|Actual Study Start Date :||October 4, 2019|
|Estimated Primary Completion Date :||March 31, 2020|
|Estimated Study Completion Date :||July 31, 2020|
Salovum®, an egg powder enriched for anti secretory factor.
Dietary Supplement: Salovum
Egg yolk powder enriched for anti secretory factor
Other Name: Antisecretory factor
- Number of participants with treatment-related adverse [ Time Frame: Cumulative from day 1 to 80 ]Treatment related adverse events as assessed by CTCAE v 5.0
- Number of participants with completion of prescribed Salovum treatment [ Time Frame: Cumulative from day 1 to 80 ]Defined as completing prescribed full Salovum treatment
- Number of participants with altered blood levels of triglycerides and cholesterol [ Time Frame: Change from baseline at day 20, 57 and 70. ]Blood levels of triglyceride and cholesterol above normal range or increased from baseline
- Number of participants with reduced or no steroid intake [ Time Frame: Change from baseline at day 7, 14, 21, 28, 35, 42, 49, 56, 63 and 70. ]Intake of oral corticosteroids assessed weekly during and after intervention.
- Number of participants with detetable blood levels antisecretory factor [ Time Frame: Change from baseline at day 20, 57 and 70. ]Analysis of anti secretory factor-16 (AF-16) blood levels by enzyme linked immunoassay
- Number of participants with altered blood levels of inflammatory cytokines [ Time Frame: Change from baseline at day 20, 57 and 70. ]Analysis of interleukin-6 (IL-6), interleukin- (IL-8), monocyte chemotactic protein-1 (MCP-1), macrophage inflammatory protein-1a (MIP-1a), macrophage inflammatory protein-1b (MIP-1b) by multiplex analysis
- Cognitive function [ Time Frame: Change from baseline at day 20, 57 and 70. ]Number of participants with decreased cognitive function assessed by Mini Mental State Examination (MMSE)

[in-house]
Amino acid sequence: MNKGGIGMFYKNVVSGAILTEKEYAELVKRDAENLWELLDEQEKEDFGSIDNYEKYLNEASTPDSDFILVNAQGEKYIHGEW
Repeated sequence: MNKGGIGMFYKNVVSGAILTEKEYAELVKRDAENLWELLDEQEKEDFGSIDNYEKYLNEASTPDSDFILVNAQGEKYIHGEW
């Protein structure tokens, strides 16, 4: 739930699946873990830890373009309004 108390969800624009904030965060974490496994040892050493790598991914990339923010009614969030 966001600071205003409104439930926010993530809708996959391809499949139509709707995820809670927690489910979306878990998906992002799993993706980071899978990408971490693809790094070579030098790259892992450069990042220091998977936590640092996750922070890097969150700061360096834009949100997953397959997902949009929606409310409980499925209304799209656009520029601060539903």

- Number of participants with decreased neurological function [ Time Frame: Change from baseline at day 20, 57 and 70. ]Neurologic function assessed by Neurologic Assessment in Neuro-Oncology (NANO) scale. Minimum 0 (no deficits) and maximum 25 (maximum deficits)
- Number of participants with decreased performance [ Time Frame: Change from baseline at day 20, 57 and 70. ]Number of participants with decreased performance assessed by Eastern Oncology Cooperative Group (ECOG) scale. Minum 0 (normal function) and maximum 4 (maximum disability)
- Number of participants with decreased quality of life [ Time Frame: Change from baseline at day 20, 57 and 70. ]Number of participants with decreased quality of life assessed by European Organization of Research and Treatment of Cancer (EORTC) quality of life questionnaire (QLQ) C30 and brain cancer module (BN20) questionnaire
To learn more about this study, you or your doctor may contact the study research staff using the contact information provided by the sponsor.
Please refer to this study by its ClinicalTrials.gov identifier (NCT number): NCT04116138
|Contact: Peter Siesjö, MD, PhDfirstname.lastname@example.org|
|Contact: David Cederberg, MD,||+46 46-17 76 email@example.com|
|Principal Investigator:||Peter Siesjö, MD, PhD||Skane University Hospital|